Methods of Collection of Child Support
The Child Support legislation imposes a legal obligation on parents to provide for the financial support of their children.
The role of the Child Support Agency is to assess and collect child support. Assessments are made under the Child Support Agency formula, which was changed on 1 July 2008.
Once an administrative assessment is issued most parents are able to arrange collection either, through a private arrangement or a paying parent can choose to have their child support payments automatically deducted from their pay.
In situations where there has been a lack of commitment by a paying parent to meet their child support responsibilities the following enforcement options are available through the CSA.
1. Employer Deductions of Arrears
In circumstances where there are arrears in relation to child support, the CSA may require an employer to deduct the payments directly from the payer’s wage or salary.
2. Intercepting Tax Refunds
The Australian Tax Office is obliged to advise the CSA when a tax refund is available to a child support parent and is about to be paid. The CSA may then take the refund and apply it to meet an outstanding child support payment.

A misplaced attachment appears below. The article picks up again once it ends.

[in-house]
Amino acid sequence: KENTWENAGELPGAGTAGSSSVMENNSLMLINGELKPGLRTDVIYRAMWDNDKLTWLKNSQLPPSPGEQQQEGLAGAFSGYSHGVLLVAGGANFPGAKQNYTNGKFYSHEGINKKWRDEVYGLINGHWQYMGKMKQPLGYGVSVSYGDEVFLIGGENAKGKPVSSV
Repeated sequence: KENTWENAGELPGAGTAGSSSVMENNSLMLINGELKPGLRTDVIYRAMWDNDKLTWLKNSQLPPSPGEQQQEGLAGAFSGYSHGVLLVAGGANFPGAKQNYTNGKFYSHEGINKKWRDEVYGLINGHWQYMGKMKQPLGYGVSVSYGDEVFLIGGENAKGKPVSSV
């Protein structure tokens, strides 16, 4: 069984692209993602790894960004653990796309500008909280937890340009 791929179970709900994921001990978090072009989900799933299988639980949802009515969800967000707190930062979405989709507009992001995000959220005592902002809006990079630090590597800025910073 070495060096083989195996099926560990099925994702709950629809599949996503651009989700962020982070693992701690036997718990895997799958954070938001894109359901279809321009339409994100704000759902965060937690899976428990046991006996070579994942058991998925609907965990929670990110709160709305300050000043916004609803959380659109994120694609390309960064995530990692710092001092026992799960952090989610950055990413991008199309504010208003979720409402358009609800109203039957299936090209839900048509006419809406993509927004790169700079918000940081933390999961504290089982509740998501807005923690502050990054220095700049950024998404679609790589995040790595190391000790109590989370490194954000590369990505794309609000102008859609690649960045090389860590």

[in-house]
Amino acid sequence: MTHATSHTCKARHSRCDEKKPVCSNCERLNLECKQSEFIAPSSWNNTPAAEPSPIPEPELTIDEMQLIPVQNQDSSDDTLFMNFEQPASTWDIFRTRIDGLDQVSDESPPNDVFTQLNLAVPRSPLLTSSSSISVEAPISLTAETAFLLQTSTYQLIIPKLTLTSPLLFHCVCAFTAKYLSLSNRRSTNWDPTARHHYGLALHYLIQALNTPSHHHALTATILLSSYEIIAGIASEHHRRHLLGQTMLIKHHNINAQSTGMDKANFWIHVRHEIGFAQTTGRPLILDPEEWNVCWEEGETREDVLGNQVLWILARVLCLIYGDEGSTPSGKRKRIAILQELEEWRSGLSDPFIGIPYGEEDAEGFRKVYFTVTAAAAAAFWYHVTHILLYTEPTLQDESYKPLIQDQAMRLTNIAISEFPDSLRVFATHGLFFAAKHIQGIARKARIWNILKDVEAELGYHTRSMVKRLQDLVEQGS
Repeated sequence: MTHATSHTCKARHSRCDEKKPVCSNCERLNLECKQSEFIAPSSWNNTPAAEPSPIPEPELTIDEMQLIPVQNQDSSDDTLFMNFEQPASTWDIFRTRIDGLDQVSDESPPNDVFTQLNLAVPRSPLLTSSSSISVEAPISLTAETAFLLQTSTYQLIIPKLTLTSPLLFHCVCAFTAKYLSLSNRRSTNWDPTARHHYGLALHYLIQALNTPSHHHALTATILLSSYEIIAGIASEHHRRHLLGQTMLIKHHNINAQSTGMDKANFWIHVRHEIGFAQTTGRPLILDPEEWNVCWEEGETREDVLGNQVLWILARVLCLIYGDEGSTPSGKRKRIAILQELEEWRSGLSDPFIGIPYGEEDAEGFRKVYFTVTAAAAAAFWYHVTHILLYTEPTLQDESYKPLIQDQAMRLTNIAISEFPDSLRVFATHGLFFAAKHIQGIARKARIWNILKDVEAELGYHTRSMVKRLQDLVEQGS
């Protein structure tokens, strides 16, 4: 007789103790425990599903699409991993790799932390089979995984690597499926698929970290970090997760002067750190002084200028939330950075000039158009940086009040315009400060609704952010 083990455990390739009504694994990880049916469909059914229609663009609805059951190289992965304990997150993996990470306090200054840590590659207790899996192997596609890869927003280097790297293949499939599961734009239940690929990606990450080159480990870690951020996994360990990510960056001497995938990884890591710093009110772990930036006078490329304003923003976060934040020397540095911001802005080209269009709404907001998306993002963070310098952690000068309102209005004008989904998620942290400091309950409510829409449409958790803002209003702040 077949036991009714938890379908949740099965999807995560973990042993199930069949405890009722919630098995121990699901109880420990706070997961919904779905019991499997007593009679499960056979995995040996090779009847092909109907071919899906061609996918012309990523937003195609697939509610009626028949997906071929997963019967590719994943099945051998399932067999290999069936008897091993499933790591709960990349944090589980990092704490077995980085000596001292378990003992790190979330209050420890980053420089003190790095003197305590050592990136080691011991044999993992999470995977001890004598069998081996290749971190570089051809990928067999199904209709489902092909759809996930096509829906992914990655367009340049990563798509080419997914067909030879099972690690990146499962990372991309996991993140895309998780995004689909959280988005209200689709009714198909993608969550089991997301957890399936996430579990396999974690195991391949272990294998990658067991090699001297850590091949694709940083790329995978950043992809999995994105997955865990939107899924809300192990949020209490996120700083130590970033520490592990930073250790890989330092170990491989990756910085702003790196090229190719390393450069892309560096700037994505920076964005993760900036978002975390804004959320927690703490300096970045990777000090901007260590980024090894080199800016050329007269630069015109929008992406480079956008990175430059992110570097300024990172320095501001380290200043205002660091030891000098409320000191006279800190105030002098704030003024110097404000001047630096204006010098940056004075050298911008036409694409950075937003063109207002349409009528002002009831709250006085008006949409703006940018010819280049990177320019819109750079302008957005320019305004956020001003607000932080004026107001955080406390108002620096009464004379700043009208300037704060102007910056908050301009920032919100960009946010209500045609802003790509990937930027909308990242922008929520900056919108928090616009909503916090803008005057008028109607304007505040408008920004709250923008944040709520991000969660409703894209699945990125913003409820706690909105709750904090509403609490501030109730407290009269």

3. Issuing overseas travel bans
If a paying parent has overdue child support and refuses to work with the CSA to pay the overdue amount, the CSA is able to prevent the payer from travelling overseas by issuing a departure prohibition order (DPO). A DPO is an administrative order that the CSA can issue to prevent parents from leaving Australia until they pay their overdue child support or negotiate a satisfactory payment arrangement. The CSA does not require a court order to prevent a payer from leaving Australia.
4. Garnishing Bank Accounts
The CSA is also able to apply to place a notice on bank accounts to recover unpaid child support where no payment arrangements are in place. This would mean that any significant funds in a payee parent’s bank account may be collected to pay any outstanding arrears.
The Child Support Agency generally uses its powers to obtain funds from bank accounts only after discussion and negotiation with the debtor has failed.
Where other enforcement methods have not worked and where an asset or income stream is identified in the payer’s name, the CSA is able to take parents to court to collect outstanding child support payments.